What’s a cheque run?

That’s a rhetorical question. I know what a cheque run is.

My question should be: why do you do them? Seriously. Cheque runs are …. stupid. They’re expensive, slow, annoy your suppliers, and completely unnecessary.

At our firm, we don’t own a cheque book. We’ve also never pulled a bank draft, sent an INTERAC e-transfer, paid with cash, uploaded a file to our bank to send an EFT, logged onto CRA to remit GST or source deductions, or entered any information into our accounts payable listing.

Yet we’ve paid all our vendors, employees (well, us – employees coming soon), and CRA on time, and without leaving our desks.

I hope I have your attention, and you’re curious about how we’ve managed this.  If you’re thinking we just pay by credit card, you’re also wrong. We do pay for some things with credit card, but not most.

You may have gathered I hate cheque runs. Actually, I hate cheques, period. Let’s look at the entire process of issuing and receiving a cheque.

First, you type in the vendor’s information into your AP listing and decide which cheques to run, and then you hand-write or print the cheques, sign them, stick ‘em in an envelope, apply postage, and finally take them all for a nice walk to the mail box to let our friends at Canada Post spend a whole lot of time sorting them and moving the precious little bits of paper from one location to another. Don’t forget to update your accounts payable listing and monitor your outstanding cheque listing to make sure the payment is drawn from the bank. If (when) a cheque is lost, make sure you don’t issue a new one until you cancel the old one and contact the vendor to find out if the address is still current.

How many steps was that? Somewhere between 10 and 15 depending on which branch you take and the number of errors that occur. Kill me.

What about the other side? The process for receiving a cheque is something like: walk to the mail box and get mail, open all those pesky envelopes and deal with the trash, mark the invoice as paid in your accounts receivable listing, write the details onto a deposit slip, physically take the slip to the bank, deposit it, make sure the deposit reconciles, and finally follow up on any cheques that were NSF.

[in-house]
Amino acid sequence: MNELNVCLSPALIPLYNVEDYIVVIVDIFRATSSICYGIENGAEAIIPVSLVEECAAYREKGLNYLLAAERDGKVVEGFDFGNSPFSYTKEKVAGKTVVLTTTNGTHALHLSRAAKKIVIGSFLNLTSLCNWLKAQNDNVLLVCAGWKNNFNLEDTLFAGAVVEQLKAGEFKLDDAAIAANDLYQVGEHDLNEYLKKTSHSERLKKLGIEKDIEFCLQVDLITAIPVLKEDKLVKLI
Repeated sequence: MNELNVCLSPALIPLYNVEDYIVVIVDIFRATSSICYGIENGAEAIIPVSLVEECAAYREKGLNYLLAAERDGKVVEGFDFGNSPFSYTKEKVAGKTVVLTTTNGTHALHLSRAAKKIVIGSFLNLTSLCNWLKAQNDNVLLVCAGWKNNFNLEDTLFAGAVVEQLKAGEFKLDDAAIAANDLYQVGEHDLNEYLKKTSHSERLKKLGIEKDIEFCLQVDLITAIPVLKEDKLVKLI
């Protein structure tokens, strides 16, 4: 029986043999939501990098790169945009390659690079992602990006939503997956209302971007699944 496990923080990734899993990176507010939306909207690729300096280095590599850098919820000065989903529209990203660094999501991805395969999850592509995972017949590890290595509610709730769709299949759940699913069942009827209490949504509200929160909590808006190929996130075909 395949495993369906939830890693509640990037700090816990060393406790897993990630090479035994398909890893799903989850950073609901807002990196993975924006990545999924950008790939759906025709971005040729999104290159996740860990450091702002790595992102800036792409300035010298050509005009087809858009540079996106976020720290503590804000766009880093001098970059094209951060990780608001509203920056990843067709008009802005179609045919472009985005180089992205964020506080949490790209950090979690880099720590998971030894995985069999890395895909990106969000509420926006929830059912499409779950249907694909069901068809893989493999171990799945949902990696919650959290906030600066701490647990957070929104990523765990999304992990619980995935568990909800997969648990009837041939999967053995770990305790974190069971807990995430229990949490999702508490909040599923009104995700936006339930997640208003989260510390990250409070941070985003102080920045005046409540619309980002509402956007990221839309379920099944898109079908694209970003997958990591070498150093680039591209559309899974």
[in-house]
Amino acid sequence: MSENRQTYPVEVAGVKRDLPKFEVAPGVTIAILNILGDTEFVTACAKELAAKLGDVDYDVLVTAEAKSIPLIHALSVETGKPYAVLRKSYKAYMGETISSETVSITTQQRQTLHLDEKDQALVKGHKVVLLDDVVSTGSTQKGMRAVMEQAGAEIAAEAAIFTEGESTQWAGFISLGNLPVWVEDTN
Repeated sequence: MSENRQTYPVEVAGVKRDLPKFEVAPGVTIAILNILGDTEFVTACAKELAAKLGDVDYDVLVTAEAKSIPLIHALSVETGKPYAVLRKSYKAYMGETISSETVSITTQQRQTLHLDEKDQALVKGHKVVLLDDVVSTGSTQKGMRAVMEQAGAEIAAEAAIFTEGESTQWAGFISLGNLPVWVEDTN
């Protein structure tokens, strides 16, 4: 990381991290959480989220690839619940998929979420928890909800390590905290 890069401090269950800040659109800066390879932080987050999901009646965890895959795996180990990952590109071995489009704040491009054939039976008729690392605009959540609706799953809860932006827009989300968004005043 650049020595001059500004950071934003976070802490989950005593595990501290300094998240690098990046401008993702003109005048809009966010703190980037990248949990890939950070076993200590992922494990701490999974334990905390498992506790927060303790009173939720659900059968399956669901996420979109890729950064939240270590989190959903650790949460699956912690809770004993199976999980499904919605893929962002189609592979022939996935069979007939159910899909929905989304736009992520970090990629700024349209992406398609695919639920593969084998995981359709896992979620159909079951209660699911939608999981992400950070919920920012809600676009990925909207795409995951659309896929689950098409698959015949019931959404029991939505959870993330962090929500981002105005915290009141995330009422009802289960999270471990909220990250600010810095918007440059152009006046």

Another seven steps. Plus all the fossil fuels and trees required to produce and move the paper about.

Now this is a process perfectly suited for the application of lean accounting. There are plenty of methods to make the whole cheque process less time-consuming. For example, you can buy better cheque printing software and equipment, or only do cheque runs once per month. But the real question is: do we need the cheques at all? Lean accounting always starts with eliminating a process before making it more efficient.

Here is the process we use internally, and help our clients set up:

We receive all bills via email. The bills are auto-forwarded directly to a cloud platform called Receipt Bank. Receipt Bank uses Optical Character Recognition to process the bill and auto-posts it to our accounts payable listing in our accounting software (Xero) based on some basic rules we set up.

So far, there has been no paper printed, or any actual human involvement. The first time we get involved is when we approve the bill in Xero.

Our next involvement isn’t until we decide to pay the bill. About once a week, we log into a payment provider (PaymentEvolution or Plooto), click off the vendors we want to pay, and hit ‘Pay Now’. The payment is then withdrawn from our bank account and deposited directly into our vendor’s bank account.

Our accounts payable listing is auto-updated to show the bill as paid, and Xero auto-matches the payment against the bank transactions which are downloaded directly from the bank.

The total labour involved consisted of confirming the OCR worked correctly (it normally does), approving the bill, and clicking the ‘Pay Now’ button. For first-time vendors there may be another couple of clicks to set up rules and input the EFT information in.

On the other side of the transaction, our vendors receive an email that the payment is on the way. They then update their accounts payable listing, and when the funds land in the bank account they reconcile the transactions.

The total number of steps, on both sides, has been reduced from about 20 to a mere six. The process is simple, fast, and largely error proof.

So please, for everyone’s sanity – get with the program. Stop using cheques.

Ian Stanley-Maddocks